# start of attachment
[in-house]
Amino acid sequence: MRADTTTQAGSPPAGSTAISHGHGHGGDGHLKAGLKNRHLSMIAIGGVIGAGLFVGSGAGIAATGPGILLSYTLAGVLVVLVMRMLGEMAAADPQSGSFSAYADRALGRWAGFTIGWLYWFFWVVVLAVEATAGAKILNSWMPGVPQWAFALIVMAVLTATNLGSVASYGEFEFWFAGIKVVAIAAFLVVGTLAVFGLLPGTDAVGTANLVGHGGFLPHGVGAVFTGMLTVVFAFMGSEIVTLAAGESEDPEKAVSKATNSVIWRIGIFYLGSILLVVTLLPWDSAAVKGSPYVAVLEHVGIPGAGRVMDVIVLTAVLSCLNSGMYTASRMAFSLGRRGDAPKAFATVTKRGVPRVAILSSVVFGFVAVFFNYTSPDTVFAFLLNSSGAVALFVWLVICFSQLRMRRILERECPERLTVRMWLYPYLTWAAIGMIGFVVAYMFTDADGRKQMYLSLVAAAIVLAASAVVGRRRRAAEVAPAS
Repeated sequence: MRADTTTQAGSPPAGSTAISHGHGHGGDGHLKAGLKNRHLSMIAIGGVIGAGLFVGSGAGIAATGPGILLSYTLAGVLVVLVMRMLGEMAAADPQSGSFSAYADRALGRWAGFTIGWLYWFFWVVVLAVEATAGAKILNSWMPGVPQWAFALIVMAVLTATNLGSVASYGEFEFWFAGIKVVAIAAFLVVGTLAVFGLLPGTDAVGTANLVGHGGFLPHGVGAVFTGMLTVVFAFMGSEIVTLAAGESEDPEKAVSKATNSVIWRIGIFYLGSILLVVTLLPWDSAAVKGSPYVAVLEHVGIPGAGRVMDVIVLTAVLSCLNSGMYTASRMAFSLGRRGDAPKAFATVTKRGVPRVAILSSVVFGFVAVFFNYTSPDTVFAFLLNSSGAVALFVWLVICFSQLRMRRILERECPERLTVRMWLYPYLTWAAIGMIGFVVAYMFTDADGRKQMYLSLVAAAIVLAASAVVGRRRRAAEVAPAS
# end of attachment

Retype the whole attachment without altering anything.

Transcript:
[in-house]
Amino acid sequence: MRADTTTQAGSPPAGSTAISHGHGHGGDGHLKAGLKNRHLSMIAIGGVIGAGLFVGSGAGIAATGPGILLSYTLAGVLVVLVMRMLGEMAAADPQSGSFSAYADRALGRWAGFTIGWLYWFFWVVVLAVEATAGAKILNSWMPGVPQWAFALIVMAVLTATNLGSVASYGEFEFWFAGIKVVAIAAFLVVGTLAVFGLLPGTDAVGTANLVGHGGFLPHGVGAVFTGMLTVVFAFMGSEIVTLAAGESEDPEKAVSKATNSVIWRIGIFYLGSILLVVTLLPWDSAAVKGSPYVAVLEHVGIPGAGRVMDVIVLTAVLSCLNSGMYTASRMAFSLGRRGDAPKAFATVTKRGVPRVAILSSVVFGFVAVFFNYTSPDTVFAFLLNSSGAVALFVWLVICFSQLRMRRILERECPERLTVRMWLYPYLTWAAIGMIGFVVAYMFTDADGRKQMYLSLVAAAIVLAASAVVGRRRRAAEVAPAS
Repeated sequence: MRADTTTQAGSPPAGSTAISHGHGHGGDGHLKAGLKNRHLSMIAIGGVIGAGLFVGSGAGIAATGPGILLSYTLAGVLVVLVMRMLGEMAAADPQSGSFSAYADRALGRWAGFTIGWLYWFFWVVVLAVEATAGAKILNSWMPGVPQWAFALIVMAVLTATNLGSVASYGEFEFWFAGIKVVAIAAFLVVGTLAVFGLLPGTDAVGTANLVGHGGFLPHGVGAVFTGMLTVVFAFMGSEIVTLAAGESEDPEKAVSKATNSVIWRIGIFYLGSILLVVTLLPWDSAAVKGSPYVAVLEHVGIPGAGRVMDVIVLTAVLSCLNSGMYTASRMAFSLGRRGDAPKAFATVTKRGVPRVAILSSVVFGFVAVFFNYTSPDTVFAFLLNSSGAVALFVWLVICFSQLRMRRILERECPERLTVRMWLYPYLTWAAIGMIGFVVAYMFTDADGRKQMYLSLVAAAIVLAASAVVGRRRRAAEVAPAS